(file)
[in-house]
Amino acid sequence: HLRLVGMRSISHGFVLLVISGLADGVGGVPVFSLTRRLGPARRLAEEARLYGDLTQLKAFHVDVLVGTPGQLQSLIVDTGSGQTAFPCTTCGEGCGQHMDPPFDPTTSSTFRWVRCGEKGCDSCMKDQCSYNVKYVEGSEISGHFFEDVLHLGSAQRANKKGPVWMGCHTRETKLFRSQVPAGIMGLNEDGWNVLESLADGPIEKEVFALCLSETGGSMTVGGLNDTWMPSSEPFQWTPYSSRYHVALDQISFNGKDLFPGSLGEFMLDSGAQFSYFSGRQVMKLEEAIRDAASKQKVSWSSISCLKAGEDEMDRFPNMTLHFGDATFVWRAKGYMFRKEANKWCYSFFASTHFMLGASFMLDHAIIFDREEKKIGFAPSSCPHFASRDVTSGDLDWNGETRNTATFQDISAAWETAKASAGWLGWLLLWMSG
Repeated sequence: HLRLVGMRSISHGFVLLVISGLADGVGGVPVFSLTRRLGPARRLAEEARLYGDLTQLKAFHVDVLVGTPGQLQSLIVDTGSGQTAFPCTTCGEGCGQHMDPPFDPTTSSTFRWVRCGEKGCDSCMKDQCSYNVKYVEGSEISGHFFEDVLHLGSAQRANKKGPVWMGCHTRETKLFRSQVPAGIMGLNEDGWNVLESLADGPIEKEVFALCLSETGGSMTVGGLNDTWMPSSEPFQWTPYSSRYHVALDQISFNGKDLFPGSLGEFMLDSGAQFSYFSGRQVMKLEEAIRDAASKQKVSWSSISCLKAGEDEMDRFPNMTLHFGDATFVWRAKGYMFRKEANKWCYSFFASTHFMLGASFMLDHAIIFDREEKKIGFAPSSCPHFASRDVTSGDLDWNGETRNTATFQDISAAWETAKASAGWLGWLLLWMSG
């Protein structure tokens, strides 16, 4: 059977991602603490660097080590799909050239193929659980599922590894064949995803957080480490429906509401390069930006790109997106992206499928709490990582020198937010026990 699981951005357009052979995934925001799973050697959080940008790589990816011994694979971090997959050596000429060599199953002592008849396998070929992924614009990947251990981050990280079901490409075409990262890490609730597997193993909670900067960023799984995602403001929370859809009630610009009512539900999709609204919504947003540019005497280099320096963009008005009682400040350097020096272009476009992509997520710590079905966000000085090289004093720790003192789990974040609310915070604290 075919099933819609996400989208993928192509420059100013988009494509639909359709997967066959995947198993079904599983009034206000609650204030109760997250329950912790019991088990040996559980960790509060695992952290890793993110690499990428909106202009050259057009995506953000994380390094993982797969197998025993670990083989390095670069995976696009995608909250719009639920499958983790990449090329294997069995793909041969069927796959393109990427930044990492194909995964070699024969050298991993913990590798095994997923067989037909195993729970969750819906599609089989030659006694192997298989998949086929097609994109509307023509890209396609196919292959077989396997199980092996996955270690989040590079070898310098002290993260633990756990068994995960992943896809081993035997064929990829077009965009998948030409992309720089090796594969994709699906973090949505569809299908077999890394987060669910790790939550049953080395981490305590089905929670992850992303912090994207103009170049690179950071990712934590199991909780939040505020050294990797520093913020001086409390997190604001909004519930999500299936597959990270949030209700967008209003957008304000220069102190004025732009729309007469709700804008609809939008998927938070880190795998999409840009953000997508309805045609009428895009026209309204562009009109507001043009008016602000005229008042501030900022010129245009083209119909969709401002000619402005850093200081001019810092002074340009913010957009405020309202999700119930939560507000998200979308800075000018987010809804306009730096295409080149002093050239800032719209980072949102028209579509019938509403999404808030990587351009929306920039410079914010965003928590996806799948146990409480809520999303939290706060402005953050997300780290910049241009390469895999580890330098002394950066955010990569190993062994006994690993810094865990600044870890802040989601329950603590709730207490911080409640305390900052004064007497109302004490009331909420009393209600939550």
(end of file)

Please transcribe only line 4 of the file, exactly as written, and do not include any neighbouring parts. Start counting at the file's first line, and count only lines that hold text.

């Protein structure tokens, strides 16, 4: 059977991602603490660097080590799909050239193929659980599922590894064949995803957080480490429906509401390069930006790109997106992206499928709490990582020198937010026990 699981951005357009052979995934925001799973050697959080940008790589990816011994694979971090997959050596000429060599199953002592008849396998070929992924614009990947251990981050990280079901490409075409990262890490609730597997193993909670900067960023799984995602403001929370859809009630610009009512539900999709609204919504947003540019005497280099320096963009008005009682400040350097020096272009476009992509997520710590079905966000000085090289004093720790003192789990974040609310915070604290 075919099933819609996400989208993928192509420059100013988009494509639909359709997967066959995947198993079904599983009034206000609650204030109760997250329950912790019991088990040996559980960790509060695992952290890793993110690499990428909106202009050259057009995506953000994380390094993982797969197998025993670990083989390095670069995976696009995608909250719009639920499958983790990449090329294997069995793909041969069927796959393109990427930044990492194909995964070699024969050298991993913990590798095994997923067989037909195993729970969750819906599609089989030659006694192997298989998949086929097609994109509307023509890209396609196919292959077989396997199980092996996955270690989040590079070898310098002290993260633990756990068994995960992943896809081993035997064929990829077009965009998948030409992309720089090796594969994709699906973090949505569809299908077999890394987060669910790790939550049953080395981490305590089905929670992850992303912090994207103009170049690179950071990712934590199991909780939040505020050294990797520093913020001086409390997190604001909004519930999500299936597959990270949030209700967008209003957008304000220069102190004025732009729309007469709700804008609809939008998927938070880190795998999409840009953000997508309805045609009428895009026209309204562009009109507001043009008016602000005229008042501030900022010129245009083209119909969709401002000619402005850093200081001019810092002074340009913010957009405020309202999700119930939560507000998200979308800075000018987010809804306009730096295409080149002093050239800032719209980072949102028209579509019938509403999404808030990587351009929306920039410079914010965003928590996806799948146990409480809520999303939290706060402005953050997300780290910049241009390469895999580890330098002394950066955010990569190993062994006994690993810094865990600044870890802040989601329950603590709730207490911080409640305390900052004064007497109302004490009331909420009393209600939550």